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Compulsory Land Acquisition in Malaysia: Landowner’s Rights to Protest or Defend An Award

Article 13 of the Malaysian Federal Constitution guarantees the fundamental right to acquire, hold and enjoy property. However, it is not an absolute right since ownership of property can be subjected to compulsory acquisition by the State in accordance with the law. Be that as it may, the Constitution does still safeguard the landowner’s right to receive adequate compensation as a result of his or her land being acquired as specifically provided under Article 13(2). [1]

In cases where the total amount of award exceeds RM30,000.00, the Land Acquisition Act 1960 (Revised 1992) (“LAA”) provides the mechanism and procedures for interested persons, typically landowners, to lodge an objection via filing of Form N (or ‘Borang N’ in Malay) within the prescribed timeline to protest the award made by the Land Administrator via a land reference (or ‘perujukan tanah’ in Malay) to the High Court.

The Form N itself provides the following selection of grounds for which interested persons may rely upon in their objection against the award:-

  1. i) the measurement of the land;
  2. ii) the amount of the compensation;
  3. iii) the persons to whom it is payable; and/or
  4. iv) the apportionment of the compensation.

Strictly speaking, the High Court in land reference proceedings will not entertain any ground that is not specifically stated or grounded by the interested persons in their Form N.

At the High Court, parties are required to adduce expert evidence and/or valuation reports via affidavits to address the issues as raised in Form N.

The hearing will be heard by a High Court Judge. However, when the objection in question is in relation to the amount or quantum of compensation, the High Court will have to appoint 2 assessors to assist the Judge during the hearing to determine the objection and thereafter to arrive at a fair and reasonable amount of compensation.


Determination of the Amount of Compensation

In the past, a High Court Judge is bound by the decision of the 2 assessors in regards to the issue of compensation as this was provided for in the LAA by virtue of Section 40D[2]. In short, the Judge had little to no say but was compelled to accept the value determined by the 2 assessors during the hearing, or elect to concur with one of the decisions of the assessors should there be a difference in opinion amongst the assessors.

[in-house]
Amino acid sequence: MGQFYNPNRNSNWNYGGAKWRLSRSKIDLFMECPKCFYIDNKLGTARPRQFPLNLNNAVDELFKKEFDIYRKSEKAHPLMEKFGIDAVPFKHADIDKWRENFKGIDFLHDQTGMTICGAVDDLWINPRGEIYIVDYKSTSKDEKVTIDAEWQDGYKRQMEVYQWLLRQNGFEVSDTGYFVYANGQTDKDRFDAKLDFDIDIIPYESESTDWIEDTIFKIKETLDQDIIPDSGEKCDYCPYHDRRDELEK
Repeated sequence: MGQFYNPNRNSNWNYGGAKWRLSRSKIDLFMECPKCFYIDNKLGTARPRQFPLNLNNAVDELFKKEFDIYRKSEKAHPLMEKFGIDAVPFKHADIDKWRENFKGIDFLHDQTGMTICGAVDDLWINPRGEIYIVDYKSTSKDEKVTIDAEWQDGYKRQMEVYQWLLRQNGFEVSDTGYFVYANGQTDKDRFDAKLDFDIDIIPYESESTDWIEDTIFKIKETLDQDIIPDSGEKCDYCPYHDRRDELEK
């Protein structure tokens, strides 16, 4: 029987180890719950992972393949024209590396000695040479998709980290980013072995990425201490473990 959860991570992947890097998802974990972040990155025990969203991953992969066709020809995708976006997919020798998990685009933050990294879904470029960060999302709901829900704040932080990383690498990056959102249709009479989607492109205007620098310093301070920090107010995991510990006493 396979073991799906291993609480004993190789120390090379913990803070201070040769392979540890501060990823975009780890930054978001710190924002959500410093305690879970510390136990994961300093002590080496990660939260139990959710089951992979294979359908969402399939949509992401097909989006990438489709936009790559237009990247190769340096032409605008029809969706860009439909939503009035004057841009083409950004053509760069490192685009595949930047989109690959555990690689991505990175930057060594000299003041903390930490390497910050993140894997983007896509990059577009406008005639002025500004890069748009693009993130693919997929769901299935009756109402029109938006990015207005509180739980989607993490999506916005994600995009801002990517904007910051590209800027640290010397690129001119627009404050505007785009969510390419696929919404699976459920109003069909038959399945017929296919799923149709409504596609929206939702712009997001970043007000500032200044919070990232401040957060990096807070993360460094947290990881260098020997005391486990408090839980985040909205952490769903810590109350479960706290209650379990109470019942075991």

A dramatic turn of events however took place in April 2017 when the Federal Court in the case of Semenyih Jaya Sdn Bhd v Pentadbir Tanah Daerah Hulu Langat & Another Case [2017] 5 CLJ 526 (“Semenyih Jaya”) made a prospective overruling[3] that Section 40D of LAA is unconstitutional as the said section took away the function and judicial power vested in the High Court Judge to make a determination.

Post Semenyih Jaya, a High Court Judge now enjoys full liberty to decide the amount of compensation and can depart from the findings of the 2 assessors should the Judge disagree with the opinions of the 2 assessors.


Rights to defend an Award accepted without protest

It is not the end of the story for some landowners who had accepted the Land Administrator’s awards without any protest.

In certain cases, the paymaster (for whom the land is compulsorily acquired on behalf by the authority under the LAA) who is deemed to be an interested person by definition under the LAA would lodge objection via filing of Form N to the Land Administrator to argue that the award is above the acceptable price.

In principle, the Land Administrator who shall be named as the Respondent in such a land reference proceeding at the High Court will act as the defender for the landowner to defend the award granted to landowner.

To much delight, a fairly recent Federal Court authority of Spicon Products Sdn Bhd v. Tenaga Nasional Bhd & Anor [2022] 4 CLJ 195 (“Spicon Products”) has opened the gateway in light of the spirit of the Federal Constitution by allowing a landowner who has, without any objection, accepted an award of compensation made by the Land Administrator, to nevertheless be entitled to intervene and participate in the land reference proceedings although the said proceedings were initiated by another interested party, namely the ‘paymaster’ who had objected to that award of the Land Administrator.

The Federal Court in Spicon Products had also highlighted that the landowner’s participation in the land reference proceeding is in fact consonant with the rules of natural justice and will assist the court in its determination of the objection lodged.


[1] 13(2) provides that ‘no law shall provide for the compulsory acquisition or use of property without adequate compensation.’

[2] 40D. (1) – In a case before the Court as to the amount of compensation or as to the amount of any of its items the amount of compensation to be awarded shall be the amount decided upon by the two assessors.

40D. (2) – Where the assessors have each arrived at a decision which differs from each other then the Judge, having regard to the opinion of each assessor, shall elect to concur with the decision of one of the assessors and the amount of compensation to be awarded shall be the amount decided upon by that assessor.

[3] This means that all cases determined before this Judgment in April 2017 will not be disturbed, and that this decision will only bind pending cases.

This article is intended to be informative and not intended to be nor should be relied upon as a substitute for legal or any other professional advice.



About the Author

Chau Yen Shen


Halim Hong & Quek


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